Off the top of my head there will be clear areas where the DJM loco would be better than Hornby’s J94. The overall shape is far better for example and things like the appearance of the wheels. As far as running goes I can’t comment, but if a Hornby model runs through the same track that the DJM model did without any collisions with point V crossings,then Hornby would get the better running vote out of the two. Hornby’s model will be easier to maintain based on this example. Its frustrating to find that the assembly of this example of the DJM model prevents me taking a good look inside, (reasons in blog). On one crosshead screw for example the cross isn’t even centered on the head of the screw, and that doesn’t bode well for the future maintenance of the chassis. That’s poor quality hardware. I can’t get some of the screws undone, (not unique to DJM), I had a similar issue with a Hornby Sentinel, and commented on that so I’m being consistent.
After all the talk from DJM, I quite agree, it’s not setting any real higher standards. IIRC on RMweb some members were challenged by DJ to name a few models of other makes that did not need any after-market detailing parts. A few good contenders were listed to which someone rubbished them.
Clearly the J94 could’ve been much better. The boasting gave me some high expectations, which were barely met.
Thanks for a sensible review…Basically DJM is as good as the others. Have a look at his Class 71, hasn’t even captured the shape right.
Hi Ralph, I agree the model could be better and hasn’t reached the expectations I had of it from the manufacturers comments throughout the gestation of the model. I won’t make any comment on the 71’s, I’ve only seen pre-production Hornby models, the DJM one isn’t out yet, so until its on the shelves whilst it may be fair comment on the Pre prods, the proof will be in the hard copies on the shop floors.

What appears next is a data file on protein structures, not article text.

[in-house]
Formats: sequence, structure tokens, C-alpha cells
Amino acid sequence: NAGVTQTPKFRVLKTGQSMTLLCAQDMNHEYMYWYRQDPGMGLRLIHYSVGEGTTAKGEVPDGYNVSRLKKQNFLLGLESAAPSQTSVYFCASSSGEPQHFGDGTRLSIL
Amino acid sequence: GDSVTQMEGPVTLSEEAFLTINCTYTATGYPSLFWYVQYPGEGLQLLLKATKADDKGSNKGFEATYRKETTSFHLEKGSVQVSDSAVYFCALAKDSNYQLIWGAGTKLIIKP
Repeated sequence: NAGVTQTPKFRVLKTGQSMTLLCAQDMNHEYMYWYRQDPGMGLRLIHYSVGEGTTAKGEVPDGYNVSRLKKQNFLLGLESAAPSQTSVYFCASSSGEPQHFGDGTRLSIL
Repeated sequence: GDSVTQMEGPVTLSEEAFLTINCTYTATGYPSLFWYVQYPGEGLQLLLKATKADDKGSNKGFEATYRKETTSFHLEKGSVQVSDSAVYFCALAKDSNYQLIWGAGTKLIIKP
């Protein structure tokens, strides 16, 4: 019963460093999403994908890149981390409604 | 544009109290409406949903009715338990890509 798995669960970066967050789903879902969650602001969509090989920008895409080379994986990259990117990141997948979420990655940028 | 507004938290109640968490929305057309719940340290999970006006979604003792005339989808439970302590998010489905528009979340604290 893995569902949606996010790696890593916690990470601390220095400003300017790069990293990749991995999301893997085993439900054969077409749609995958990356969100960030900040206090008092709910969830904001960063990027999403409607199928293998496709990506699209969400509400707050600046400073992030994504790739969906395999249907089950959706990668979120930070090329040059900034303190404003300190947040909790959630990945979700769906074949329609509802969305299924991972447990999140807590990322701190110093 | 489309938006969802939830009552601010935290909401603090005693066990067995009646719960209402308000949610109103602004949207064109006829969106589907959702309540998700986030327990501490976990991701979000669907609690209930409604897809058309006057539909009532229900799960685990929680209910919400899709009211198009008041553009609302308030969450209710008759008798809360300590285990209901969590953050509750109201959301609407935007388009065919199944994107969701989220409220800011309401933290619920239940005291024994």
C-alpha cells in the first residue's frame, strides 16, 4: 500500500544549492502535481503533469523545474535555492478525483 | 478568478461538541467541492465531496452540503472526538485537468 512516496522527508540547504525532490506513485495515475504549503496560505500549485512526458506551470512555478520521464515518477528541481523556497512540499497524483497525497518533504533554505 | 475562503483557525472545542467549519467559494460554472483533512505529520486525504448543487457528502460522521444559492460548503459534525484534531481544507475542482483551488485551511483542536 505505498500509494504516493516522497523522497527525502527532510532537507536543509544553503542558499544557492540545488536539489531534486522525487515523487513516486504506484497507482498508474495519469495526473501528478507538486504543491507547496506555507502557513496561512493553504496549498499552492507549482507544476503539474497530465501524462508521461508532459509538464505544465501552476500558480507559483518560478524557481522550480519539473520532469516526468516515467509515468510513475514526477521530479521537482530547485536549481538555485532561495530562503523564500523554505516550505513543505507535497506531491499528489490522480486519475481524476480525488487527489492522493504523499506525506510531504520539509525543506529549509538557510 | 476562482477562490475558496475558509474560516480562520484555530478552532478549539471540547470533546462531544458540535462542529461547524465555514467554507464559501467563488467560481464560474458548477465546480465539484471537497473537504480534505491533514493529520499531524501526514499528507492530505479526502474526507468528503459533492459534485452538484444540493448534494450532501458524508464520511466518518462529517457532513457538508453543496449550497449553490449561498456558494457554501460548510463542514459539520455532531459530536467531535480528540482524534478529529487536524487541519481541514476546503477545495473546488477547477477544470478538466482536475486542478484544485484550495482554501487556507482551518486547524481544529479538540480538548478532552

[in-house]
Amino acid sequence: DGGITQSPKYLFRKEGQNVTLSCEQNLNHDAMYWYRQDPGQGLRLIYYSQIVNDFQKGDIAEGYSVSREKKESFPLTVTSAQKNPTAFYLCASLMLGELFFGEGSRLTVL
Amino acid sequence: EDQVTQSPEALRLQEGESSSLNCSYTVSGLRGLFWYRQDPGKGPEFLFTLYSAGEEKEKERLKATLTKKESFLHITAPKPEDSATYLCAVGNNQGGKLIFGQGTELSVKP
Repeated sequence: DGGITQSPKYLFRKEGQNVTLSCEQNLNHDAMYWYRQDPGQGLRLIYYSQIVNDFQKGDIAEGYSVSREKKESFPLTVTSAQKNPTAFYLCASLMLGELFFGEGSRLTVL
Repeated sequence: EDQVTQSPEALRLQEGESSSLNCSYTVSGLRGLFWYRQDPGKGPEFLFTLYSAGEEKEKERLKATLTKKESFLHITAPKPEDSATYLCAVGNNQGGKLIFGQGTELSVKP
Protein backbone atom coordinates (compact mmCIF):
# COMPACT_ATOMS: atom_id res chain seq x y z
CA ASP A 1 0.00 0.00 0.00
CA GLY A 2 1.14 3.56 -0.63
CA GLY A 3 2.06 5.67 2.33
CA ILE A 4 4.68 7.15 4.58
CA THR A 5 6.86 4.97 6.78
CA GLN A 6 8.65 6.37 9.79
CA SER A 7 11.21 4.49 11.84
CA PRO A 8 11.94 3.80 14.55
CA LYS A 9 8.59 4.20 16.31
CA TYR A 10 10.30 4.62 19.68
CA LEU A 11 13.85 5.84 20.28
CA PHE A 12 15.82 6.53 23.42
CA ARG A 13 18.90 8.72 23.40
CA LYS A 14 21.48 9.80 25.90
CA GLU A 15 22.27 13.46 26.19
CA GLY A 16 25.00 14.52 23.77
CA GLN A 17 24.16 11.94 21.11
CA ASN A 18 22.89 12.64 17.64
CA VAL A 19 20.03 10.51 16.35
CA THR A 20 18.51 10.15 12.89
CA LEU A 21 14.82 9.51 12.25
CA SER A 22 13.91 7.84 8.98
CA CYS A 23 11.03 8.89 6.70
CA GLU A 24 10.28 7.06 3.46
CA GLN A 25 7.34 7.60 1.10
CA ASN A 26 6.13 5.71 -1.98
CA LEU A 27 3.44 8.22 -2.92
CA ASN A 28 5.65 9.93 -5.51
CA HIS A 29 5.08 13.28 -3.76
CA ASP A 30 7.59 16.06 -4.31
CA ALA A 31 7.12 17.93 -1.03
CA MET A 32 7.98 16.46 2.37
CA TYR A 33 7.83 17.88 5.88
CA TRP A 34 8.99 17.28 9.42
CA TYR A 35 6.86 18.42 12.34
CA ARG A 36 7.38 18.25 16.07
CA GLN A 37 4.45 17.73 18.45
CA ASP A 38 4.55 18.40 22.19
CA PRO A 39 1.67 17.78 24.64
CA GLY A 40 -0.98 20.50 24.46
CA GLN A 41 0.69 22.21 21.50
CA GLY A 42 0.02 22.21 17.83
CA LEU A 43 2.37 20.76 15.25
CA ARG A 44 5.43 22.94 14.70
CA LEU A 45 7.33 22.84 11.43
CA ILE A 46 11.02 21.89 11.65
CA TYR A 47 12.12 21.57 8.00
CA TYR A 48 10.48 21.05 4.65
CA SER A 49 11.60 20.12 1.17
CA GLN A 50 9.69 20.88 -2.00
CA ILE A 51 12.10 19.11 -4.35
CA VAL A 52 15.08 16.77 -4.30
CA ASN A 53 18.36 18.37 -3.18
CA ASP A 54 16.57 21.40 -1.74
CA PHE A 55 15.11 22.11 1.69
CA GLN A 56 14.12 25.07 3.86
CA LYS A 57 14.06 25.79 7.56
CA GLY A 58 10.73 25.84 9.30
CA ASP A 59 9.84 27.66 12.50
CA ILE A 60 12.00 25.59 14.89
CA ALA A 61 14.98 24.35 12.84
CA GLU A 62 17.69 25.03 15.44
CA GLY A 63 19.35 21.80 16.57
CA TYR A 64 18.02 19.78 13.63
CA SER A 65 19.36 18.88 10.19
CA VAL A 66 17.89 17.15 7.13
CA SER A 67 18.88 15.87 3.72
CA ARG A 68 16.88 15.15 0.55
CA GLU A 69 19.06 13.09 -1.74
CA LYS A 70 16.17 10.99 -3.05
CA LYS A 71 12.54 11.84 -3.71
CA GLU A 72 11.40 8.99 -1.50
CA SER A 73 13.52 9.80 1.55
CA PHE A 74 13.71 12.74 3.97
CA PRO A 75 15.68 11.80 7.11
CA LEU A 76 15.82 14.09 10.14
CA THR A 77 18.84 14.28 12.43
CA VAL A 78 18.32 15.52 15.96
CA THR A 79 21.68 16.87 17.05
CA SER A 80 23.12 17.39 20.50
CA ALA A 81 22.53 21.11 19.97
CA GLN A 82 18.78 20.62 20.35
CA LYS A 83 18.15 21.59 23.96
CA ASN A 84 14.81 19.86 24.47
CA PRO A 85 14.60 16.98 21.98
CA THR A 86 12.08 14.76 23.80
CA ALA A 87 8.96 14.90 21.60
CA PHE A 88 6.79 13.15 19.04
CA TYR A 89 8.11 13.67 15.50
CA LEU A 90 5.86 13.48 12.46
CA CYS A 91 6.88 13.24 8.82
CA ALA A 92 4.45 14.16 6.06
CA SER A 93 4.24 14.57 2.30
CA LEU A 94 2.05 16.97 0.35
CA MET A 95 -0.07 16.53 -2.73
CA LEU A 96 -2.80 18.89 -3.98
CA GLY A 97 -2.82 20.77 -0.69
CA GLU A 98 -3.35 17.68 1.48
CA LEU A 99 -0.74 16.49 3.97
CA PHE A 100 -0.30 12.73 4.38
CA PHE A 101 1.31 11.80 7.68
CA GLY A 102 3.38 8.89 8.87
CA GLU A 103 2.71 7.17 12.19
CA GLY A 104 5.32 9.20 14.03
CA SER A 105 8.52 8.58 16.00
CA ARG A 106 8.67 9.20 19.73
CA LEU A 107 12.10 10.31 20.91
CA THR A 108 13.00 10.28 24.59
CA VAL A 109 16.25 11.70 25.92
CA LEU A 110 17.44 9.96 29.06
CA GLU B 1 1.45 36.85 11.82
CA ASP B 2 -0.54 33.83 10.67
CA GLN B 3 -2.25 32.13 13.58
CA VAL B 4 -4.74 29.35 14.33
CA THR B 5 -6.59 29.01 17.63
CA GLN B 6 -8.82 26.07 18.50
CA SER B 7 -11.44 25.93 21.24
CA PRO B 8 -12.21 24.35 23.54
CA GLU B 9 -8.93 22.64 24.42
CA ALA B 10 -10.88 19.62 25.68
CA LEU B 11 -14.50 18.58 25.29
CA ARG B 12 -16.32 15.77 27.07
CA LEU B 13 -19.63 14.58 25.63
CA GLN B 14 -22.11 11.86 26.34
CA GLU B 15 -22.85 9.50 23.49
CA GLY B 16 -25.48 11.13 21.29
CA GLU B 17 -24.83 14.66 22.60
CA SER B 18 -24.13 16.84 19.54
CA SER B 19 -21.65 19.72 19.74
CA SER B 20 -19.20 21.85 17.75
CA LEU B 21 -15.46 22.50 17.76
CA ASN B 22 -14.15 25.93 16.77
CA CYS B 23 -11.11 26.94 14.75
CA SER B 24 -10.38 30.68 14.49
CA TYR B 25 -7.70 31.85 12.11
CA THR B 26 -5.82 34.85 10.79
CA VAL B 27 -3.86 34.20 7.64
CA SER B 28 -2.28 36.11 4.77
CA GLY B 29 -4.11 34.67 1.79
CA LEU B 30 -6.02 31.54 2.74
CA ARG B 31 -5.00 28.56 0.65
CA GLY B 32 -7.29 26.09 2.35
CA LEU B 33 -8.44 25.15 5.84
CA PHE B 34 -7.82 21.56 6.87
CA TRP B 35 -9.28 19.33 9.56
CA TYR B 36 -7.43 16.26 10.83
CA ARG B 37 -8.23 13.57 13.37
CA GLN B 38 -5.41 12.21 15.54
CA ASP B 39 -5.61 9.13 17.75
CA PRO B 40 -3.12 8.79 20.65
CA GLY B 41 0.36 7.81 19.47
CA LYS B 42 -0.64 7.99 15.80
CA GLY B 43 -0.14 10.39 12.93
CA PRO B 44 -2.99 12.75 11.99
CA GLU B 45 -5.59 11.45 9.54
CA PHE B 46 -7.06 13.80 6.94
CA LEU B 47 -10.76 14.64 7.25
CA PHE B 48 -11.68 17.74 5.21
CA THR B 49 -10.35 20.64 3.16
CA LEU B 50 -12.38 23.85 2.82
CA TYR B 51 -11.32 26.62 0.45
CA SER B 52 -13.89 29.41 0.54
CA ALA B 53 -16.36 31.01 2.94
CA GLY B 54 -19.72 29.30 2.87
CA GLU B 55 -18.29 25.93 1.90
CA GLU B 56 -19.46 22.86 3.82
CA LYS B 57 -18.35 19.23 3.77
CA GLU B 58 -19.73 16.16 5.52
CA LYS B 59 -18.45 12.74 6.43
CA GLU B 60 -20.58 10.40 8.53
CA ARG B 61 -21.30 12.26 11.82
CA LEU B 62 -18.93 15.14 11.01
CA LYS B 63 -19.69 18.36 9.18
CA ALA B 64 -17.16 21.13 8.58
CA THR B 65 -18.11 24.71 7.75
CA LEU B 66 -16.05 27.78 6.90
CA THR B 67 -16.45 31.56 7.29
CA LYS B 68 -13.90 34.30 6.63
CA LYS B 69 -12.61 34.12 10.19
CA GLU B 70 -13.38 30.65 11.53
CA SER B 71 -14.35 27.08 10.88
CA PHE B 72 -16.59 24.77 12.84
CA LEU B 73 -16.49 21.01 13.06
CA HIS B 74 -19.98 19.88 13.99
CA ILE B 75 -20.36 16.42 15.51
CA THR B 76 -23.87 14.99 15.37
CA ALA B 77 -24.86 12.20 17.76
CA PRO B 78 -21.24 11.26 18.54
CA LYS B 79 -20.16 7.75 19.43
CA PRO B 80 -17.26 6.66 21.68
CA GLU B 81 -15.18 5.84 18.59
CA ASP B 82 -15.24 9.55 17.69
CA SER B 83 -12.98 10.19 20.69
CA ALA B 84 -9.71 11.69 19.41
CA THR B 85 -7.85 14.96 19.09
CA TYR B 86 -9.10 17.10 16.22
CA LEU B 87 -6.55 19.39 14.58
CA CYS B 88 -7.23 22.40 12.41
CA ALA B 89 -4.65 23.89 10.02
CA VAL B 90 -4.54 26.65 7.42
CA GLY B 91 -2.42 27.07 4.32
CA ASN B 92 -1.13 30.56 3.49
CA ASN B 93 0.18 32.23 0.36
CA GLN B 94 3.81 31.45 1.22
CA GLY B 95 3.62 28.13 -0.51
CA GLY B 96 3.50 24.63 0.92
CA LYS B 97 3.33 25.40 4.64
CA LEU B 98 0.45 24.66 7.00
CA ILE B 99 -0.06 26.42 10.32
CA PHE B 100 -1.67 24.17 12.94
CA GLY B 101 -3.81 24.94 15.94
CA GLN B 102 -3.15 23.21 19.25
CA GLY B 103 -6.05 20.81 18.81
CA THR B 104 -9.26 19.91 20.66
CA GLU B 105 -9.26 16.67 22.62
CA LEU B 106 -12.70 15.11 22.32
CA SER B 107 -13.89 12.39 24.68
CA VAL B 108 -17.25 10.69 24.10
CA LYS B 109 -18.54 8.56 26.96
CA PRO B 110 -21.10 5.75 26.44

Useful review, thanks.
Regarding the question of vs the existing Dapol/Hornby J94. Both look decently like a J94, the DJM clearly having the edge in appearance, I’d cite the glazing, wheels and handrails as notably superior. OTOH the older model as now produced by Hornby has an easily dismantled and adjusted mechanism with steel axled wheelsets, wiper pick up and the centre axle sprung, the last always an asset for reliable pick up on a short wheelbase model especially; can be modified to take a concealed DCC decoder. The Hornby’s bufferbeams are solid, the buffers compress nicely as it slowly takes up the load of the sixty 4Wwagons it is capable of pushing at a dead slow rate so it is no slouch for performance. It also has a crosshead screw visible down the chimney, possibly less visible than that on the DJM!
Pays yer money, makes yer choice.
Thanks Paul, must catch up sometime, long overdue!
Fair and objective review, Paul. I have a requirement for a couple of Austerities for my new layout project but having had a good look at the DJ version, it offers no real advantage over the Dapol model. That in mind, I’m using a couple of cheap second handers and the RT Models parts to turn out the models matched to my own specification. I don’t fancy trying to convert split axles to EM, so RT chassis with Gibsons and High Level box will win the day on this one.
I’m hoping the example I had was a Friday afternoon one Max, I will have others and I’ll be taking a keen look at the QC of them. There is a link to a wheelpulled conversion on RMw so it might be more practical than this example appears. Interestingly Model Rail give it an 84% mark, and there example appears to have a bit more grunt to it too.
Oh, Paul…… ‘color’?
I often use the ‘colonial’ spelling :0)